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Alan Mitchell – a Doncaster Fireman

by John Clayson

Alan tells us what it was like to run at speed through Grantham on the footplate of a steam locomotive.  This was something which Grantham-based crews did less often than men from some other sheds because they would usually begin and end their turns of duty on trains which stopped at Grantham.

In 1958 I moved from 41D Canklow shed to Doncaster as a fireman.  Redundancies had started to bite at Canklow and I decided that Donny was the shed for me.  My dad, Cliff Mitchell, was a driver at Canklow and moved to Donny just before I did.  I was on the railway until the end of steam in 1968.

My memories of Grantham are quite restricted, simply because we at Doncaster very rarely started or terminated there.  I certainly remember being on up trains though, especially fast fitted freights with say a V2 or 9F.  I can readily remember bursting out of Peascliffe tunnel and heading for the station soon afterwards.  We nearly always 'got the road' with clear signals.  It's quite amazing staring through the optics [the small windows at the front of the cab] or hiding behind the 3-inch wide glass near the arm rest and spotting both the home and distant signals thrusting towards the sky.  The position of those two red and yellow blades meant speed somehow.  They gave more than a clear road but an 'encouragement to keep speed up'.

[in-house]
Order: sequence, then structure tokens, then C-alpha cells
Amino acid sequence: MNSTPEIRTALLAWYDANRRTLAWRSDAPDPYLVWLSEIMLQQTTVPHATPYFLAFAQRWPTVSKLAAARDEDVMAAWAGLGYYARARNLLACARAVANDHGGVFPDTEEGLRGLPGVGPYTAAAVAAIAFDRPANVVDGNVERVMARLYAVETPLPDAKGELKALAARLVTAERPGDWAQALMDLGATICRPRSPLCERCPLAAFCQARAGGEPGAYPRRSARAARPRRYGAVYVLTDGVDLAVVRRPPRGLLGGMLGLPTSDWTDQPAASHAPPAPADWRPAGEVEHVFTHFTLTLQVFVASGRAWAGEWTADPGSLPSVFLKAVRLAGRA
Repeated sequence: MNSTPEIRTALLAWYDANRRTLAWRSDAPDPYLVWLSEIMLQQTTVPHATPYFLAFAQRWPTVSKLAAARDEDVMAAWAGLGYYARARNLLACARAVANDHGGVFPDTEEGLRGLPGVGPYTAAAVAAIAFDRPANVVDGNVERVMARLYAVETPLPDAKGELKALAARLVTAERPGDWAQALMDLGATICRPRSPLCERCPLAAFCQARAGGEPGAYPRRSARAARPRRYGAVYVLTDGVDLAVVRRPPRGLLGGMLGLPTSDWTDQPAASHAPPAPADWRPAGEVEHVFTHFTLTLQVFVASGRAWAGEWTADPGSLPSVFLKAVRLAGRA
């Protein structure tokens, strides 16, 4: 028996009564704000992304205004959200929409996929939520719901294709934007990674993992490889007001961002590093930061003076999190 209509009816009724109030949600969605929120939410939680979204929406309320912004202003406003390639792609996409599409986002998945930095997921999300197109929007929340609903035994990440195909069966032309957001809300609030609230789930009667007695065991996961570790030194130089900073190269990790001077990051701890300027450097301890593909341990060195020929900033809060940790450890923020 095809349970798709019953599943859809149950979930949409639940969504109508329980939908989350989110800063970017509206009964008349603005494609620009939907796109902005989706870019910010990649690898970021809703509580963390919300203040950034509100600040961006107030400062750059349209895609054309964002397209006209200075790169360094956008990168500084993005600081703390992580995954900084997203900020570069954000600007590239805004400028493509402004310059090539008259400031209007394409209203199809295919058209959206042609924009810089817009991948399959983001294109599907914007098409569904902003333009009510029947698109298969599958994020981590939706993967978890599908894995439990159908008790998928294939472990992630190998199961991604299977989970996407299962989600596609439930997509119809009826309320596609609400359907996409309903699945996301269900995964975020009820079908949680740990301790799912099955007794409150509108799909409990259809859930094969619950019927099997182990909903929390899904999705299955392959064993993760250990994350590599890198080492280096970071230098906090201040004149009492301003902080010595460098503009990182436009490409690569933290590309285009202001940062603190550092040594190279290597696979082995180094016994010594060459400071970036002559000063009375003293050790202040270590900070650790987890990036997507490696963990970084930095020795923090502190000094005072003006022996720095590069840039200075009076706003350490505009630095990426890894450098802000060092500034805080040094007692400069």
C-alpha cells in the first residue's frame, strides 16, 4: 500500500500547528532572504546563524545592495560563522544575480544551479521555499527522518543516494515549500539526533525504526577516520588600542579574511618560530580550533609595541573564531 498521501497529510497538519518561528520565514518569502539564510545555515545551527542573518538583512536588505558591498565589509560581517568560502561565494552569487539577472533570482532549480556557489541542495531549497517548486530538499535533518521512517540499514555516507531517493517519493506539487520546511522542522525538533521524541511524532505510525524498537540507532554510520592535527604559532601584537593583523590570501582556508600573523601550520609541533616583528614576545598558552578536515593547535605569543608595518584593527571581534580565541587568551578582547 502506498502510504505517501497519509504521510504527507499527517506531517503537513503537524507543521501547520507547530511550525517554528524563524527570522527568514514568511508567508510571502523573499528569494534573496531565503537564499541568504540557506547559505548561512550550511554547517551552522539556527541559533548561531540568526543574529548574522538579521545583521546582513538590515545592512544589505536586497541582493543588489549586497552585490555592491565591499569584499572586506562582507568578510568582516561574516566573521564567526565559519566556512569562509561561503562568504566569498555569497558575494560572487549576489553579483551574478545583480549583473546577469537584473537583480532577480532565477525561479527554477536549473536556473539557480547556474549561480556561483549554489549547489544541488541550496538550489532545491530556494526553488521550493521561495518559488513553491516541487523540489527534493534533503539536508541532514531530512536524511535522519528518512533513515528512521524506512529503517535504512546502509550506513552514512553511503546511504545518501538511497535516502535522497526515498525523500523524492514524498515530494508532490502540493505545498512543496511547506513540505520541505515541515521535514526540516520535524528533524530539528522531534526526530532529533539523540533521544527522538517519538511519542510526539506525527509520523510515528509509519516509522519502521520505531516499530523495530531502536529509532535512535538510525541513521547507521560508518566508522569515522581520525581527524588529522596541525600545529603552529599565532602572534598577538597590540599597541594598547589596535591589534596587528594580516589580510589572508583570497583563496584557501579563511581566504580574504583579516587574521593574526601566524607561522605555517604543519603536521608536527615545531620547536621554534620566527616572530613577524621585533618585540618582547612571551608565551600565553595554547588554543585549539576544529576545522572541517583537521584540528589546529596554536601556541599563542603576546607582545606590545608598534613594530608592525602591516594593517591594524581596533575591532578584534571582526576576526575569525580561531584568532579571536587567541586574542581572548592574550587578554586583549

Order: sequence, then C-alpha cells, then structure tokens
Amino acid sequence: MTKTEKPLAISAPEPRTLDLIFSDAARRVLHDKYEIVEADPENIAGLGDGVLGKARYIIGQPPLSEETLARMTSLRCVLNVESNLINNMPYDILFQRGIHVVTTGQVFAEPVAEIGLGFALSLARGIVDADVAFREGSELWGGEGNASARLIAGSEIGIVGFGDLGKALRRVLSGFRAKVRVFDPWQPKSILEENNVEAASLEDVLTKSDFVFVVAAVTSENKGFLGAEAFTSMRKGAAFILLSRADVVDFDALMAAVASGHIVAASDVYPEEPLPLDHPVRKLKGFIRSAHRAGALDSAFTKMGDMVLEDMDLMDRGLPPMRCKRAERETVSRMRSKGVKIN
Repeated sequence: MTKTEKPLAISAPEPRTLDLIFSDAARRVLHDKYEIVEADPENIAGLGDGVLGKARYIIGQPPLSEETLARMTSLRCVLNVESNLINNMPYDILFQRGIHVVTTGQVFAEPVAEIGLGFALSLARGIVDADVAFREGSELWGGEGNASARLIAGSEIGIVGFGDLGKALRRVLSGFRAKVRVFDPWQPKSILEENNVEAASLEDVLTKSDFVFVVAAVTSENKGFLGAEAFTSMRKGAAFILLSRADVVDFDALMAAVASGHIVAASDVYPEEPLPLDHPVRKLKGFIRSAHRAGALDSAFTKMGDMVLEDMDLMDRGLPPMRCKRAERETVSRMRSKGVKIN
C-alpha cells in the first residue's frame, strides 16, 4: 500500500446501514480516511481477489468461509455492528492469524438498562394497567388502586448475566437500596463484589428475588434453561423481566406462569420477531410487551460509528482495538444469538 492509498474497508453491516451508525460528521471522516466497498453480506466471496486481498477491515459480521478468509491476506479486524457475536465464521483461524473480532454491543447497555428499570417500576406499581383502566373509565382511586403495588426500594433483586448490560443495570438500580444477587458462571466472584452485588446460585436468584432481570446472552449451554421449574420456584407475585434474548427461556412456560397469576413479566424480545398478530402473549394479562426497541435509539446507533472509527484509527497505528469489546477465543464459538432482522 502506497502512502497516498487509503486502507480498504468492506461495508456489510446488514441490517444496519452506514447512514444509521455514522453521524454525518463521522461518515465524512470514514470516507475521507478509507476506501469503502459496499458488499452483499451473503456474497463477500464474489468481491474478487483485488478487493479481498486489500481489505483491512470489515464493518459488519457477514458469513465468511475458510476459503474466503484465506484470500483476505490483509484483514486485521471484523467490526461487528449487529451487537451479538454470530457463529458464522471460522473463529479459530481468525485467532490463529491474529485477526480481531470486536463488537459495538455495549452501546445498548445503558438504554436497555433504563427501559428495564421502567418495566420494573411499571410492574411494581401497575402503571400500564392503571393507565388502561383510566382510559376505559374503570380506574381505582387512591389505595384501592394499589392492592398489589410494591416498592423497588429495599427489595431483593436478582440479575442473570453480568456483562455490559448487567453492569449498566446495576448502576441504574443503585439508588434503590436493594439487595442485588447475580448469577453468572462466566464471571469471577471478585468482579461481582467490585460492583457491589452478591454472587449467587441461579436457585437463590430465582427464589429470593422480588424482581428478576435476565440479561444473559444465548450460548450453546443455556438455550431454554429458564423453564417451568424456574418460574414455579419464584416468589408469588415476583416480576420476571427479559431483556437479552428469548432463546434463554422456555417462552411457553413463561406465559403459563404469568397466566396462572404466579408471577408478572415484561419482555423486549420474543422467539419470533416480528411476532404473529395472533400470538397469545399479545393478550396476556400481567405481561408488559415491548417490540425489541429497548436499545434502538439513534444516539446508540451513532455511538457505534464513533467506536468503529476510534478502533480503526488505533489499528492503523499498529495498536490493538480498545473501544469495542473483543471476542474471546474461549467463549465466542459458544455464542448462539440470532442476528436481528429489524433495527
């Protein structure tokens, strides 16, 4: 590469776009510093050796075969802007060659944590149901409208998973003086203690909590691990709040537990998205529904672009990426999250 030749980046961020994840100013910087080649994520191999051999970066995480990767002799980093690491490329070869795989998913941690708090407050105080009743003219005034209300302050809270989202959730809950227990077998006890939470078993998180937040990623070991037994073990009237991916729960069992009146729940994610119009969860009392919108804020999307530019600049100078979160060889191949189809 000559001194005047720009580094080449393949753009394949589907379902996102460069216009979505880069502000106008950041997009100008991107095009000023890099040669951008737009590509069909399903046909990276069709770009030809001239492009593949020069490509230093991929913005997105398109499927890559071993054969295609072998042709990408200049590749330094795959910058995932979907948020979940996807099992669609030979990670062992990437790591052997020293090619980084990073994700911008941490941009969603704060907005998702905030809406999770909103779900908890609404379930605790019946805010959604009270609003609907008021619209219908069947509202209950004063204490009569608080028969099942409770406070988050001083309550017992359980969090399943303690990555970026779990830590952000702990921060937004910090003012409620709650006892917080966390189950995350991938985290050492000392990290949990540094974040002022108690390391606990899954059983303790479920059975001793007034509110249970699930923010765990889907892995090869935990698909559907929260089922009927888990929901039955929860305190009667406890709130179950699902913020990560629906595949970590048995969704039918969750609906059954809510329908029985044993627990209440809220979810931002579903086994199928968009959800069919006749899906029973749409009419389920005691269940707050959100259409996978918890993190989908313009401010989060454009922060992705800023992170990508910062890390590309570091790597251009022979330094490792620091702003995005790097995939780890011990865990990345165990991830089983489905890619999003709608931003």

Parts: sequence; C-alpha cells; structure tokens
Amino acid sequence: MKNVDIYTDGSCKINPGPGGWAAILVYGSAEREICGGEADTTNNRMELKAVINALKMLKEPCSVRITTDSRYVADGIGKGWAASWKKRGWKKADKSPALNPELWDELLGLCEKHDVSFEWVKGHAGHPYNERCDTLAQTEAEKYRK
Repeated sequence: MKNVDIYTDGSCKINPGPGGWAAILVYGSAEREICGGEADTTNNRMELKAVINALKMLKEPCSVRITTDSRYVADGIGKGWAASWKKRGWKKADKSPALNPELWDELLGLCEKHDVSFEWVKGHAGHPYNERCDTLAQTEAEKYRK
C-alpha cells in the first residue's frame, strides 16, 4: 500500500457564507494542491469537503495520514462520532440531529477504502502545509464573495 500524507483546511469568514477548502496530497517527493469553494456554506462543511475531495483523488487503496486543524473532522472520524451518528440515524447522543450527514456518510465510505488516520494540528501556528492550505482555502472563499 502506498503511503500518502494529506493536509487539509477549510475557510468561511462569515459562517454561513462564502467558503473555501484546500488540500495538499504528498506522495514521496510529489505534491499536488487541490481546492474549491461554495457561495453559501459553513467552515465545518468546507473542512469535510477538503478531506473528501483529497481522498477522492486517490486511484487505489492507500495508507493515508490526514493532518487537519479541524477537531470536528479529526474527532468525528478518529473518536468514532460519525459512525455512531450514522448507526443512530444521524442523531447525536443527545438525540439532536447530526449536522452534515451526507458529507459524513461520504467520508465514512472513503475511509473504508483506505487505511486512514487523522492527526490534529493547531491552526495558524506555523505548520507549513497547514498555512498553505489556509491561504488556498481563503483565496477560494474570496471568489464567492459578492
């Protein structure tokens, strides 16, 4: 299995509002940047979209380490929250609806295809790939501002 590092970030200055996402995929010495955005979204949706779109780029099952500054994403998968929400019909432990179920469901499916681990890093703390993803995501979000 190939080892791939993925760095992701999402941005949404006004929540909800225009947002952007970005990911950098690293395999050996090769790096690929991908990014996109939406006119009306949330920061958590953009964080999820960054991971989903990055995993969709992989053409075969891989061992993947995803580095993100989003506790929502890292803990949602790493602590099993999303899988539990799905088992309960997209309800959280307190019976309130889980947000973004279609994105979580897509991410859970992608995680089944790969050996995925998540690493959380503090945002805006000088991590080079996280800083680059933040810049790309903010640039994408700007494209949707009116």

These are the home and distant signals on the approach to Grantham station from the north which Alan regularly spotted from the footplate 'thrusting towards the sky', indicating a clear road through the station and encouragement to make a spirited ascent of the five-mile climb to Stoke Summit. This southbound train on the Up Main line is hauled by A3 locomotive No.60061 Pretty Polly. Photograph by Noel Ingram, with permission from Steam World.